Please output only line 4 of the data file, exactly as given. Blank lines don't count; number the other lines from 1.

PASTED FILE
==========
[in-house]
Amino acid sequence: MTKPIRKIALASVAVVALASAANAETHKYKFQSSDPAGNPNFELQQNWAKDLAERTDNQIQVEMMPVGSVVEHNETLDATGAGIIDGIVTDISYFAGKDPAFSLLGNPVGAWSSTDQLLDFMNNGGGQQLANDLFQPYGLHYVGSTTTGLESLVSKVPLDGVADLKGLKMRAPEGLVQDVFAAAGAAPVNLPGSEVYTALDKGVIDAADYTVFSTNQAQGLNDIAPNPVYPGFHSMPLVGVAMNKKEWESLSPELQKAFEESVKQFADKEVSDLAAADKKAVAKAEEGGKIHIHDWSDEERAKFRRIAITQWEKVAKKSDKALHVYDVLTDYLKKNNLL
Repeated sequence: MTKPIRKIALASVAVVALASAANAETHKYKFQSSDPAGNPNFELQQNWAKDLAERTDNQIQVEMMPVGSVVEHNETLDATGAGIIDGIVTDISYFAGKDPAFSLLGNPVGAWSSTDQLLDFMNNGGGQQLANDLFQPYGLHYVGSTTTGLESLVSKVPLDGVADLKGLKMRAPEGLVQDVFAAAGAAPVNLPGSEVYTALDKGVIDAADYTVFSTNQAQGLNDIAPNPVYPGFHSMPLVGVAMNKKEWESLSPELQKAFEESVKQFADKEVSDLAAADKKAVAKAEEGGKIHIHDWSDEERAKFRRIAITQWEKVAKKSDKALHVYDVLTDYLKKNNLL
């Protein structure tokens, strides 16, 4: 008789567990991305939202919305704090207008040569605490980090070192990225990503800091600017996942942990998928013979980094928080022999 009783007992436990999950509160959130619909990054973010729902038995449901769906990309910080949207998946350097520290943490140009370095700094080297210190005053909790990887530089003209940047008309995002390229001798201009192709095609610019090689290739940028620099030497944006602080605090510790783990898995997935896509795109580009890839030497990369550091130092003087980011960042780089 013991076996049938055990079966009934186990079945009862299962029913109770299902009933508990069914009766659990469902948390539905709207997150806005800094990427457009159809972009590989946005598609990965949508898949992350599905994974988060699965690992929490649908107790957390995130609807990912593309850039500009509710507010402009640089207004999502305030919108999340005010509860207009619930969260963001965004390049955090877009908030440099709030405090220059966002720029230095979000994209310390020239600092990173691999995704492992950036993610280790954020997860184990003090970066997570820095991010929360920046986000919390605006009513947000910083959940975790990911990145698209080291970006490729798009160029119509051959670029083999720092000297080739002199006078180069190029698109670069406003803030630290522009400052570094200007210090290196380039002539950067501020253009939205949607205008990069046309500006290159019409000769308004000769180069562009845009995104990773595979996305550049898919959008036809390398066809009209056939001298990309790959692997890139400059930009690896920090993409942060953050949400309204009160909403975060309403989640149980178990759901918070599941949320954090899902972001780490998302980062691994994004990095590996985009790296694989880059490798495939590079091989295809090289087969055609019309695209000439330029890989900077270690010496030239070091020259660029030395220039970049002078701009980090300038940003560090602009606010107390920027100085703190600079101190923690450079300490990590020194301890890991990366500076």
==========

């Protein structure tokens, strides 16, 4: 008789567990991305939202919305704090207008040569605490980090070192990225990503800091600017996942942990998928013979980094928080022999 009783007992436990999950509160959130619909990054973010729902038995449901769906990309910080949207998946350097520290943490140009370095700094080297210190005053909790990887530089003209940047008309995002390229001798201009192709095609610019090689290739940028620099030497944006602080605090510790783990898995997935896509795109580009890839030497990369550091130092003087980011960042780089 013991076996049938055990079966009934186990079945009862299962029913109770299902009933508990069914009766659990469902948390539905709207997150806005800094990427457009159809972009590989946005598609990965949508898949992350599905994974988060699965690992929490649908107790957390995130609807990912593309850039500009509710507010402009640089207004999502305030919108999340005010509860207009619930969260963001965004390049955090877009908030440099709030405090220059966002720029230095979000994209310390020239600092990173691999995704492992950036993610280790954020997860184990003090970066997570820095991010929360920046986000919390605006009513947000910083959940975790990911990145698209080291970006490729798009160029119509051959670029083999720092000297080739002199006078180069190029698109670069406003803030630290522009400052570094200007210090290196380039002539950067501020253009939205949607205008990069046309500006290159019409000769308004000769180069562009845009995104990773595979996305550049898919959008036809390398066809009209056939001298990309790959692997890139400059930009690896920090993409942060953050949400309204009160909403975060309403989640149980178990759901918070599941949320954090899902972001780490998302980062691994994004990095590996985009790296694989880059490798495939590079091989295809090289087969055609019309695209000439330029890989900077270690010496030239070091020259660029030395220039970049002078701009980090300038940003560090602009606010107390920027100085703190600079101190923690450079300490990590020194301890890991990366500076």